Senate passes bill to fund government through Oct. 2023, Biden signs it into law

With the bill facing opposition from Republicans in the House, the "slim Democratic majority" is said to get the bill passed.

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Image Credit: CNN

UPDATE: January 4, 2022

President Joe Biden signed the $1.7 trillion federal spending bill into law on Dec. 29 calling it a “year of historic progress.”

“It’ll invest in medical research, safety, veteran health care, disaster recovery, (Violence Against Women Act) funding—and gets crucial assistance to Ukraine,” Biden said on Twitter. “Looking forward to more in 2023.”

The bill was flown to President Biden for signing while vacationing on St. Croix in the U.S. Virgin Islands.

“The White House received the bill from Congress late afternoon on Wednesday. The bill was delivered to the President for his signature by White House staff on a regularly scheduled commercial flight,” a White House official told pool reporters.

In a 68-29 vote, the Senate passed a $1.7 trillion funding bill ahead of a possible shutdown. The omnibus package now heads to the House of Representatives for a vote, which is said to have the necessary votes to send the bill onto President Biden for signature before Friday evening’s deadline.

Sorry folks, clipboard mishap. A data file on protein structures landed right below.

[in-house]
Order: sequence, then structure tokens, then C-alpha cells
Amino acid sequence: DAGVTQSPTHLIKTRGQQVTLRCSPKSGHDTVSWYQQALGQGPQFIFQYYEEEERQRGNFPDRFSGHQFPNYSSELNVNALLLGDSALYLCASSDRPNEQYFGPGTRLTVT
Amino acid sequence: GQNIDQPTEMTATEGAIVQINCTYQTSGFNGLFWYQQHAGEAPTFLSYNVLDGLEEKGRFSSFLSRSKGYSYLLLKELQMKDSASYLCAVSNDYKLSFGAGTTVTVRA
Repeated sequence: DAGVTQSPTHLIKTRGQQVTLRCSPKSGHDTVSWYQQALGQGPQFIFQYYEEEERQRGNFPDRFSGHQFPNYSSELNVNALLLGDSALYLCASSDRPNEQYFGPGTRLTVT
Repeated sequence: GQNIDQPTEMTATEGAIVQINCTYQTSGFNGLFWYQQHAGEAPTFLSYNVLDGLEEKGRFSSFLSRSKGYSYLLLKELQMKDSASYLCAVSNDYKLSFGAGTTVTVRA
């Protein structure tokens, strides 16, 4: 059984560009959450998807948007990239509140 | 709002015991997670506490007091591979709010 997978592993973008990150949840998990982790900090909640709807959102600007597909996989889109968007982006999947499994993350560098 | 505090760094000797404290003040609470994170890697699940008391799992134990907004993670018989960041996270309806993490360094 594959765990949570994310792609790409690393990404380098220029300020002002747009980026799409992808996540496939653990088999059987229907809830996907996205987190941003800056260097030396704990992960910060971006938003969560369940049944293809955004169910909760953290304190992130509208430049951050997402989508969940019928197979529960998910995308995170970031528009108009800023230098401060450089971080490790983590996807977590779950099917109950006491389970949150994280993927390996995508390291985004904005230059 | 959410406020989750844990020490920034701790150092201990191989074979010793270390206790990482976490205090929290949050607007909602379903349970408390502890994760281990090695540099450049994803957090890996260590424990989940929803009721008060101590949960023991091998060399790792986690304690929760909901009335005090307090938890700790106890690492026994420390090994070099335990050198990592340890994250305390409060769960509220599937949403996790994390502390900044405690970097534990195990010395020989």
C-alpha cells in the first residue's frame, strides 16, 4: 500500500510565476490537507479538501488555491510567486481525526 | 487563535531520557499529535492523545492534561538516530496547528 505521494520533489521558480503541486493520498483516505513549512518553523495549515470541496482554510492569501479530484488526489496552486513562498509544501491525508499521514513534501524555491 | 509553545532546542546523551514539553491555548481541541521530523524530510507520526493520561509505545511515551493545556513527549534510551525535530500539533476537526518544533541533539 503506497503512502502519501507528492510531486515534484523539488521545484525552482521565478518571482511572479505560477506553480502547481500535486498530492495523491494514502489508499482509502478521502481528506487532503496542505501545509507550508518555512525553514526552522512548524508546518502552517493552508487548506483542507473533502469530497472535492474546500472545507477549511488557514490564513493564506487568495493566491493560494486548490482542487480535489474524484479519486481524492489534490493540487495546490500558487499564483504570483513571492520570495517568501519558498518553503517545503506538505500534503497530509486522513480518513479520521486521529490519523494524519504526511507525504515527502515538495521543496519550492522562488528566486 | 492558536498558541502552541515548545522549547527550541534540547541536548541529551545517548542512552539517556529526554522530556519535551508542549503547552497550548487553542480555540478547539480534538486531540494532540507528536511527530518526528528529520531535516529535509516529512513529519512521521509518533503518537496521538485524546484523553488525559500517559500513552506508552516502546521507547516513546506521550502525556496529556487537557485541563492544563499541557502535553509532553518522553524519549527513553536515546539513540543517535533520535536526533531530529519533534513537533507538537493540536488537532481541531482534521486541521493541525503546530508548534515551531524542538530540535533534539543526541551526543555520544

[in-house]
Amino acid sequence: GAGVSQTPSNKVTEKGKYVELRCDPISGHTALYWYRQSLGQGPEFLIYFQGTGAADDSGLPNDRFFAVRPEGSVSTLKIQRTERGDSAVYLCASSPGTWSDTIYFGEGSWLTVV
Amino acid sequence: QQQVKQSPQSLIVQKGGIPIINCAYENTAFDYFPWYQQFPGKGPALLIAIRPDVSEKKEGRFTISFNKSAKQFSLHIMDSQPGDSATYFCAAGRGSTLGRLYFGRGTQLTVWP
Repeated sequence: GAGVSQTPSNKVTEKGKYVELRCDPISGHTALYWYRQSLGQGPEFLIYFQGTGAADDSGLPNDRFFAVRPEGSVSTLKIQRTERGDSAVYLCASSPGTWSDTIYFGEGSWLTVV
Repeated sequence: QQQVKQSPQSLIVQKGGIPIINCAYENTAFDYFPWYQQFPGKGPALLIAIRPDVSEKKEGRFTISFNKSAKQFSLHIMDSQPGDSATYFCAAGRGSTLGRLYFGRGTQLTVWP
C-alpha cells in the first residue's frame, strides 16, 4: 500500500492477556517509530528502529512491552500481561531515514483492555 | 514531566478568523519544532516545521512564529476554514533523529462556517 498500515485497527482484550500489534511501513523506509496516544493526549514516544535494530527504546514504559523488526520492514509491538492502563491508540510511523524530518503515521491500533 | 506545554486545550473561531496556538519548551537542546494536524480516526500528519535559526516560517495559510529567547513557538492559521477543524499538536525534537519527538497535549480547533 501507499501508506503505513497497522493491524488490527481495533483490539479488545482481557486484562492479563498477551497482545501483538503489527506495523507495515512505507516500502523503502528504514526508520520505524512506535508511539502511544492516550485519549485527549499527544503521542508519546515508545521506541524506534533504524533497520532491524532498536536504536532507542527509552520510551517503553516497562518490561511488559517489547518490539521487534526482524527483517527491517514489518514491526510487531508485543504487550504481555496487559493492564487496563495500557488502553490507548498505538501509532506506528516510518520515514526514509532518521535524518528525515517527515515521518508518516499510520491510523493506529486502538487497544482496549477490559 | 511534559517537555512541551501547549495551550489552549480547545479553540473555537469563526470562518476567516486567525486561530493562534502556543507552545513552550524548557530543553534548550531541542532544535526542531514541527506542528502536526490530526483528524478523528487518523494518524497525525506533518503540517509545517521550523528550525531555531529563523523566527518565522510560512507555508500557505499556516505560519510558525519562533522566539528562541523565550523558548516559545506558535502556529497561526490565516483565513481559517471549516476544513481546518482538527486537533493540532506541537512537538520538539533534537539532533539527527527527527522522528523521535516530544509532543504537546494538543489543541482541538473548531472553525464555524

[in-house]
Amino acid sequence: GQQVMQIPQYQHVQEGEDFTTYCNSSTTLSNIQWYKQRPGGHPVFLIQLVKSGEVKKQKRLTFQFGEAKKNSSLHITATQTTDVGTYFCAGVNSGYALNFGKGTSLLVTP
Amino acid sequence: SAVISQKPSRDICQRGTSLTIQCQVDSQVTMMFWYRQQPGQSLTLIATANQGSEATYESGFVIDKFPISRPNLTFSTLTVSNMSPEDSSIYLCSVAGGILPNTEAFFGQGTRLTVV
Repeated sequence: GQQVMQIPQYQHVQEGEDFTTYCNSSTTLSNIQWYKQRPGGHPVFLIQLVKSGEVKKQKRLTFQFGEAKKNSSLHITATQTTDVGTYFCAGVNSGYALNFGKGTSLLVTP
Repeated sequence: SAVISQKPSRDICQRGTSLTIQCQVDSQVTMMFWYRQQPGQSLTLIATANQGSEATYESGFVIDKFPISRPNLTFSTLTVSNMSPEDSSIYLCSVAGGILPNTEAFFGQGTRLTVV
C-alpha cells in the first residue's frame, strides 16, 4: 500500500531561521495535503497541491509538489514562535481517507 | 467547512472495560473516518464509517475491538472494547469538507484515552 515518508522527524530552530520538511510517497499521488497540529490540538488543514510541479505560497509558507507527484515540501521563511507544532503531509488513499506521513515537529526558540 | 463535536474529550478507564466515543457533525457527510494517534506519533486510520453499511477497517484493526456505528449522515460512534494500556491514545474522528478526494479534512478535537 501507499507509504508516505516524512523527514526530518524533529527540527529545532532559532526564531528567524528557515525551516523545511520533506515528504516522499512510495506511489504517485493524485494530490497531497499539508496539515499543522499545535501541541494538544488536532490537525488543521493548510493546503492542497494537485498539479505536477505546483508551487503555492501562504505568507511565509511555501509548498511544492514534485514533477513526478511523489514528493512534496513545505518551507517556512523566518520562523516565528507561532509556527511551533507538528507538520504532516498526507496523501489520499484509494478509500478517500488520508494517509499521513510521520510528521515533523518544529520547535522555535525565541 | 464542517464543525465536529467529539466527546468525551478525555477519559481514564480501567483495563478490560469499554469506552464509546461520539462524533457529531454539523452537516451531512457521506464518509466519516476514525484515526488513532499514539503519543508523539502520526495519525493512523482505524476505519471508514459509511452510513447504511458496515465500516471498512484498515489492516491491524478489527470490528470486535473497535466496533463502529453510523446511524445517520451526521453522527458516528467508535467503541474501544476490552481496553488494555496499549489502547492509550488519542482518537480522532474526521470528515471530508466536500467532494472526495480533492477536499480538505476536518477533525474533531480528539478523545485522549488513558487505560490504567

The 4,155-page measure will include “$772.5 billion for non-defense discretionary programs & $858 billion in defense funding,” Causes.com reported. The bill includes electoral reform, aid for Ukraine, natural disaster assistance, food assistance, military and veterans support and TikTok restrictions.

“A lot of hard work, a lot of compromise,” Senate Majority Leader Chuck Schumer, D-N.Y., said. “But we funded the government with an aggressive investment in American families, American workers, American national defense. “It is one of the most significant appropriations packages we’ve done it a really long time.”

With the bill facing opposition from Republicans in the House, the “slim Democratic majority” is said to get the bill passed with House Speaker Nancy Pelosi, D-Calif., hoping her chamber will get things done by Friday evening.

“We’re waiting to see how long the debate goes there,” Pelosi said. “We want people to go home, and as you know there are storms across the country. So hopefully that will be a motivation for expedited discussion.”

According to Causes.com, things to be noted about this bill include:

  • Overhaul the 1887 Electoral Count Act by including a version of the Electoral Count Reform Act of 2022
  • $45 billion in emergency assistance for Ukraine
  • $40.6 billion for communities in the U.S. recovering from tornadoes, drought, hurricanes, flooding, wildfire, and other natural disasters
  • Ban TikTok on all government-issued devices over security concerns
  • 4.6% pay raise for troops
  • 22.4% increase in support for Veteran Administration medical care
  • Establish a permanent nationwide Summer EBT program

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